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WHO warns on hepatitis C drug pricing

The global health body adds new therapies to its ‘essential medicines’ list

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The World Health Organization has added a wave of new hep C, tuberculosis and cancer treatments to its list of essential medicines - but has urged pharma firms to lower their prices. 

The move opens the way to improve access to innovative medicines that show clear clinical benefits and could have enormous public health impact globally.

The latest edition of the Model List of Essential Medicines includes the new hepatitis C pills from Gilead's Sovaldi (sofosbuvir) Bristol-Myers Squibb's Daklinza (daclatasvir), which are two of the most expensive non-biologics on the market.

Until recently, treatment for the disease presented minimal therapeutic benefits and serious side effects. Five new medicines – direct acting oral antivirals – have recently come on the market transforming chronic hepatitis C from a barely manageable to a curable condition, the new medicines have few side effects and high tolerance in patients. 

In a statement WHO warns that whilst highly innovative, their “high prices currently make them unaffordable and thus inaccessible to most people who need them”.

Dr Marie-Paule Kieny, WHO assistant director-general for health systems and innovation. “Treatments for hepatitis C are evolving rapidly, with several new, highly effective and safe medicines on the market and many in the development pipeline.

“While some efforts have been made to reduce their price for low-income countries, without uniform strategies to make these medicines more affordable globally the potential for public health gains will be reduced considerably.”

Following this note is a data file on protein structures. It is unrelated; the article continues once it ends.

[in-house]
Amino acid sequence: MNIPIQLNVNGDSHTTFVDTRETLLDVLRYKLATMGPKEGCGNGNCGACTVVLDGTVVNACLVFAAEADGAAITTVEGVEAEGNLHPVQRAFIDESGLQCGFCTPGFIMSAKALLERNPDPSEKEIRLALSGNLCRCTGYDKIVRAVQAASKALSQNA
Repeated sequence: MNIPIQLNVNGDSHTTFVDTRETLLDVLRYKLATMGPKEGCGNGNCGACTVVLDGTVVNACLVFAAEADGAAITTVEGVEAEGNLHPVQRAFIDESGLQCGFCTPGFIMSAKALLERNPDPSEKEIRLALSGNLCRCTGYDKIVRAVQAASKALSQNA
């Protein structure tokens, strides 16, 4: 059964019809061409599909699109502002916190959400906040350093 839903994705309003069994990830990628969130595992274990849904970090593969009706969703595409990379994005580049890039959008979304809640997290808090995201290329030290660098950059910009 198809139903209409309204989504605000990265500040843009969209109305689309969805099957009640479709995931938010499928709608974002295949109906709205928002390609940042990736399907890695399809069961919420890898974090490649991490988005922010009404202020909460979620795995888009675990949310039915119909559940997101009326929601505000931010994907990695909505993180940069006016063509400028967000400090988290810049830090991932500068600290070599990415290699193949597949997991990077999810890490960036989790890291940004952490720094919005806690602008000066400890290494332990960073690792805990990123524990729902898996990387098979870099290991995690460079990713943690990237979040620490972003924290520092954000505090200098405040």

Increasingly, governments and institutions around the world are using the WHO list to guide the development of their own essential medicines lists, because they know that every medicine listed has been vetted for efficacy, safety and quality, and that there has been a comparative cost-effectiveness evaluation with other alternatives in the same class of medicines.

The list is updated every two years by an Expert Committee, made up of recognised specialists from academia, research and the medical and pharmaceutical professions. 

This year, the committee underscored the urgent need to take action to promote equitable access and use of several new highly effective medicines, some of which are currently too costly even for high-income countries.

As well as new drugs for hep C as well as for cancer and TB, the Committee also recommended supporting off-label uses in cases where there is clear evidence of major health benefits, though no licensed indication, such as for many medicines for children.

Article by
Ben Adams

11th May 2015

From: Healthcare

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